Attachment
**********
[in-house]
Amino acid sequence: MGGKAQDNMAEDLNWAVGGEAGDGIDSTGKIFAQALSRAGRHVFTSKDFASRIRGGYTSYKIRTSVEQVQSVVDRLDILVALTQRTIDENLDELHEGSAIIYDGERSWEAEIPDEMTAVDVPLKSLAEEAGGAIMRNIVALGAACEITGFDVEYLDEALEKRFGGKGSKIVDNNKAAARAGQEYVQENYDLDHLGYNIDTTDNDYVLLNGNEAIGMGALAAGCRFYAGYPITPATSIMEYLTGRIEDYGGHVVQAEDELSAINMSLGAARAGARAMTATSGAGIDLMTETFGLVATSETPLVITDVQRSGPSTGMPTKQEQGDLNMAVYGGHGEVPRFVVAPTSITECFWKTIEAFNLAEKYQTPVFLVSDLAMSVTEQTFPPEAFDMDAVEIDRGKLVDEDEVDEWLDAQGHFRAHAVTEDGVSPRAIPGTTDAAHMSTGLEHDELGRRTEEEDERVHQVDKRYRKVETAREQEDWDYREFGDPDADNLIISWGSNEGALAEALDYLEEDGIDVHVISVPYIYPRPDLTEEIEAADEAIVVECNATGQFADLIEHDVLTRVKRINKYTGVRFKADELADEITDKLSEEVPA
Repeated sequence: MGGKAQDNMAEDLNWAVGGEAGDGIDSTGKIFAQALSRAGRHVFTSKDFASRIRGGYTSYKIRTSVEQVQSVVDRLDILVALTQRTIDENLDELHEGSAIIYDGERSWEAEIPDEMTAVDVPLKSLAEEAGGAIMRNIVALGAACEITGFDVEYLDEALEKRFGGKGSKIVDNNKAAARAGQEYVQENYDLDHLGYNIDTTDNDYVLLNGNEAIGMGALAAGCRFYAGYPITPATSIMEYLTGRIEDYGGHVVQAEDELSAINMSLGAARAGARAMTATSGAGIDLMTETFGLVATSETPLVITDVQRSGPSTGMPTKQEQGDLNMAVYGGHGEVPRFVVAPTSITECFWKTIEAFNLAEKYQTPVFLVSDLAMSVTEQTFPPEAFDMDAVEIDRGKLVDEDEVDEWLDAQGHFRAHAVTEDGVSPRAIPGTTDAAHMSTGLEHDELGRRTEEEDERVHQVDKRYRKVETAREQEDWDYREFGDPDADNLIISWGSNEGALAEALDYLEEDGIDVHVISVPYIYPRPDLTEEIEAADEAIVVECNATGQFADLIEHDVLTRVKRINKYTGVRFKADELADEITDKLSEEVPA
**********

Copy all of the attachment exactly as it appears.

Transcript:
[in-house]
Amino acid sequence: MGGKAQDNMAEDLNWAVGGEAGDGIDSTGKIFAQALSRAGRHVFTSKDFASRIRGGYTSYKIRTSVEQVQSVVDRLDILVALTQRTIDENLDELHEGSAIIYDGERSWEAEIPDEMTAVDVPLKSLAEEAGGAIMRNIVALGAACEITGFDVEYLDEALEKRFGGKGSKIVDNNKAAARAGQEYVQENYDLDHLGYNIDTTDNDYVLLNGNEAIGMGALAAGCRFYAGYPITPATSIMEYLTGRIEDYGGHVVQAEDELSAINMSLGAARAGARAMTATSGAGIDLMTETFGLVATSETPLVITDVQRSGPSTGMPTKQEQGDLNMAVYGGHGEVPRFVVAPTSITECFWKTIEAFNLAEKYQTPVFLVSDLAMSVTEQTFPPEAFDMDAVEIDRGKLVDEDEVDEWLDAQGHFRAHAVTEDGVSPRAIPGTTDAAHMSTGLEHDELGRRTEEEDERVHQVDKRYRKVETAREQEDWDYREFGDPDADNLIISWGSNEGALAEALDYLEEDGIDVHVISVPYIYPRPDLTEEIEAADEAIVVECNATGQFADLIEHDVLTRVKRINKYTGVRFKADELADEITDKLSEEVPA
Repeated sequence: MGGKAQDNMAEDLNWAVGGEAGDGIDSTGKIFAQALSRAGRHVFTSKDFASRIRGGYTSYKIRTSVEQVQSVVDRLDILVALTQRTIDENLDELHEGSAIIYDGERSWEAEIPDEMTAVDVPLKSLAEEAGGAIMRNIVALGAACEITGFDVEYLDEALEKRFGGKGSKIVDNNKAAARAGQEYVQENYDLDHLGYNIDTTDNDYVLLNGNEAIGMGALAAGCRFYAGYPITPATSIMEYLTGRIEDYGGHVVQAEDELSAINMSLGAARAGARAMTATSGAGIDLMTETFGLVATSETPLVITDVQRSGPSTGMPTKQEQGDLNMAVYGGHGEVPRFVVAPTSITECFWKTIEAFNLAEKYQTPVFLVSDLAMSVTEQTFPPEAFDMDAVEIDRGKLVDEDEVDEWLDAQGHFRAHAVTEDGVSPRAIPGTTDAAHMSTGLEHDELGRRTEEEDERVHQVDKRYRKVETAREQEDWDYREFGDPDADNLIISWGSNEGALAEALDYLEEDGIDVHVISVPYIYPRPDLTEEIEAADEAIVVECNATGQFADLIEHDVLTRVKRINKYTGVRFKADELADEITDKLSEEVPA